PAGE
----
What Is Gingivitis?
To start off, what is a gingiva?
Otherwise known as gums. The branch of dentistry that deals with gingiva care is known as periodontics. Periodontics is the a speciality that takes care of the supporting and surrounding tissues of teeth and dental implant.
Gingiva are connective tissues with soft mucous membrane (involved in absorption and secretion) that cover our mandible and maxilla in our mouths. They are in charge of wrapping the root of teeth, providing protection to the sensitive nerve and blood vessels. They are highly vascular (network of blood vessels), meaning they can bleed easily upon lacerations.
Anatomically, we can categorize the gingiva into 2 parts -attached gingiva and the alveolar mucosa.
The attached gingiva is keratinized (keratin: a family of fibrous structural tissue, a key structure in the upper layer of human skin), making it strong and immovable, as compared to the alveolar mucosa, which is the made up of muscle tissues, making it flexible to allow movements of the cheeks and lips. The structures of each component can affect, and impact the development of certain gum diseases.
Healthy gingiva are usually coral pink in color and have a smooth appearance around each tooth. However, as the color can vary, it is more important to look out for non uniformity in color, as it may be more indicative of periodontal diseases such as gingivitis, abscesses (collection of pus) or acquired deformities.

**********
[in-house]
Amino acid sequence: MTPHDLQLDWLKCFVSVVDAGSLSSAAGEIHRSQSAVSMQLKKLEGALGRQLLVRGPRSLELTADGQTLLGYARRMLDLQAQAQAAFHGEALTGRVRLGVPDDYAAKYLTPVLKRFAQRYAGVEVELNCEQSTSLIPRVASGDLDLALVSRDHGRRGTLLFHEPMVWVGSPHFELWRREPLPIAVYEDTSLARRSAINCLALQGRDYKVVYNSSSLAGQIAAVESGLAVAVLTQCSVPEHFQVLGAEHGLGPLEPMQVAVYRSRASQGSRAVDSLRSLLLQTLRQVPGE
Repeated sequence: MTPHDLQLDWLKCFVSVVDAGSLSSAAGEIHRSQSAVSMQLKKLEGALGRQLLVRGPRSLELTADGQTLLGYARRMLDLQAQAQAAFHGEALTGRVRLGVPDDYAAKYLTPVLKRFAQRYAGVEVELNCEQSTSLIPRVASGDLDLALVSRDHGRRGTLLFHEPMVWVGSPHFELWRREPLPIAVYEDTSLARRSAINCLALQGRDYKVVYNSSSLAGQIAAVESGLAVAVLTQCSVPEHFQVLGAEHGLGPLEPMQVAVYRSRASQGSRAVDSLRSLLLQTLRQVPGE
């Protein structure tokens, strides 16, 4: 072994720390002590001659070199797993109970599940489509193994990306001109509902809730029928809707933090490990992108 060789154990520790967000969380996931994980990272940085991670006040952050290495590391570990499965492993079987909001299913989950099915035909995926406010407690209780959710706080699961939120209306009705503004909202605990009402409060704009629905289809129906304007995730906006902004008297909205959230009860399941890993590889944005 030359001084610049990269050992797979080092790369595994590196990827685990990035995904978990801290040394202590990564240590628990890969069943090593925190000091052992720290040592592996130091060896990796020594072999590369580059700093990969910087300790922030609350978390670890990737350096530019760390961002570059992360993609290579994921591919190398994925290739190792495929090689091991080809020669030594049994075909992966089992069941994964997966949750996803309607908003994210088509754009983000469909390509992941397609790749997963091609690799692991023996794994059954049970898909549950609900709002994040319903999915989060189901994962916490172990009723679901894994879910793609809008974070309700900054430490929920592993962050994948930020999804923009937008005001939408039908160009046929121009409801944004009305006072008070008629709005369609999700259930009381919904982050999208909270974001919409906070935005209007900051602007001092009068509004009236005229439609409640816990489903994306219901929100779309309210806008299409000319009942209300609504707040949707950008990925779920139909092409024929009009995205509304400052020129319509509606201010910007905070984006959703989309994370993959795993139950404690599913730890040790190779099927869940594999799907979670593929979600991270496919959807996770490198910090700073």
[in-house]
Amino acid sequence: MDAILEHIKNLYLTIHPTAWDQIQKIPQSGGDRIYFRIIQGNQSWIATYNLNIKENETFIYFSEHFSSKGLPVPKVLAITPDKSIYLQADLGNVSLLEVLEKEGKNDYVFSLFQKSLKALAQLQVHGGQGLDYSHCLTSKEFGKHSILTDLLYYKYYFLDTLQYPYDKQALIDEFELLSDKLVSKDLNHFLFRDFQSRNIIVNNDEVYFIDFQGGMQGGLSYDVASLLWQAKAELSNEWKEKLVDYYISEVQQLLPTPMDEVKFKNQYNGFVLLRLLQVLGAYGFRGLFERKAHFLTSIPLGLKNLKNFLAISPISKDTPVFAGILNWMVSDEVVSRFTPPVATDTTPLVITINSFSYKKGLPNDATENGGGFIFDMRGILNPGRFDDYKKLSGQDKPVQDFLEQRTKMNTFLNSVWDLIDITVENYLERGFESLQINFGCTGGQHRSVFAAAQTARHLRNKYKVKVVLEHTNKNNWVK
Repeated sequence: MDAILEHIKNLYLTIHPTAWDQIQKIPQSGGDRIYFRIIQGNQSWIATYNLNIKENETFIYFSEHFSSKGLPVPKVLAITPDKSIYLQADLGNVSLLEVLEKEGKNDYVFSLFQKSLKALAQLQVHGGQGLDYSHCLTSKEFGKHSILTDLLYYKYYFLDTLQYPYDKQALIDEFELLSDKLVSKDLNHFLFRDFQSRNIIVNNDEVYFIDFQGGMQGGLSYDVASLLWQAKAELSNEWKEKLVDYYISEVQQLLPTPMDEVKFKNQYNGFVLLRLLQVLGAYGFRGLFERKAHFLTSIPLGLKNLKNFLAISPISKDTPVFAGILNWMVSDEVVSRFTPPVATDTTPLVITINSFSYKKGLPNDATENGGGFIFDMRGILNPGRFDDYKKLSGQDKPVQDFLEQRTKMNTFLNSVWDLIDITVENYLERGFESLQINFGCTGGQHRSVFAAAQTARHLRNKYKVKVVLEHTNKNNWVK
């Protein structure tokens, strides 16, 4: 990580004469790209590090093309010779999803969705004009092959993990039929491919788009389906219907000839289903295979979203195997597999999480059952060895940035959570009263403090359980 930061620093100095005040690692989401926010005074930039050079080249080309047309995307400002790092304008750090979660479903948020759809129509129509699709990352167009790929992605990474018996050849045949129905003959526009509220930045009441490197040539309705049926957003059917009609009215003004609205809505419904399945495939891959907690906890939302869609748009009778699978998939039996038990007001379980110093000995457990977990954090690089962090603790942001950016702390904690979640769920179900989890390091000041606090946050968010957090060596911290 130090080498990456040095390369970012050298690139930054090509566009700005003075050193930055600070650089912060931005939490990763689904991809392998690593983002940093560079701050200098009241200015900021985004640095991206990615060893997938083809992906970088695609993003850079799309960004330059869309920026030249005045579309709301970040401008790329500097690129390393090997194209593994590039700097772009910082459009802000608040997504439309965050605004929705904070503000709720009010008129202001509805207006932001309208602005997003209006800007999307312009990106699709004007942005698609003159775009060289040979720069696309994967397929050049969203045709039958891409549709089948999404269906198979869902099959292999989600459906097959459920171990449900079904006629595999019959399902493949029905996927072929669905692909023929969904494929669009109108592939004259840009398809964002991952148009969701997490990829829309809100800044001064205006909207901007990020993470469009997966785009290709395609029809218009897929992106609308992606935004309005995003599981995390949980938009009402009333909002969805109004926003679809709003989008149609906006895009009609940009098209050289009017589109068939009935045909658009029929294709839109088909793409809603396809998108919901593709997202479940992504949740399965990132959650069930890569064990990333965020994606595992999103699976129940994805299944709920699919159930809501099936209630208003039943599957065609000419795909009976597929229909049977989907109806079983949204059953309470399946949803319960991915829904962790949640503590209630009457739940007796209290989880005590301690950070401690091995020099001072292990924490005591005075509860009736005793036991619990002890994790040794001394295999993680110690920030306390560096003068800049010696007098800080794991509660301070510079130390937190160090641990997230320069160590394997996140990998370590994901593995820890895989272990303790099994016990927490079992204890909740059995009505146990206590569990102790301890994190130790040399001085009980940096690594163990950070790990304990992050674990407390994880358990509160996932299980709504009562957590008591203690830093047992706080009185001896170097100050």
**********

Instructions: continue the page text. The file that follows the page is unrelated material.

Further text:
Other common gum issues include sore and/or bleeding gums.
What Is Gingivitis?
At this point, since we mentioned the term gingivitis, let’s digress a little and talk about medical terms.
Alien sounding medical terminology can be intimidating and downright confusing sometimes. But they are actually quite logical when we come to understand the structure behind it.
A term “gingivitis” can be broken up into its main and root words : main word being “gingiv” (meaning the gums) and the root “- itits” (meaning inflammation).
The main word would be the organ involved and the root word telling us what the condition is. So when put together, gingivitis would simply mean the inflammation of the gingiva.
The gingiva, when not properly cleaned, is very susceptible to bacterial accumulation, that facilitates the formation of plaque and tartar. The environment of food particles and saliva adds to the “flavor”, essentially providing a free for all buffet for bacteria to feast on.
The spaces between teeth are common places for gingivitis development because of the sheer difficulty in reaching those places. As gingivitis is usually not painful, people may not be aware when they develop it. Gingivitis is reversible with proper oral care.
Proper brushing techniques, coupled by the use of effective mouth cleaning tools such as interdental toothbrush, electronic toothbrush, water irrigator, to name a few, can help wonders in protecting the integrity of our gums. When left untreated, gingivitis may develop into periodontitis.
Periodontitis is destructive as the inflammation of the surrounding tooth structure becomes severely damaged. The damaged gingiva is not able to hold teeth properly and the teeth usually falls out.
Periodontitis is irreversible, so it is important that we take good care of our gums!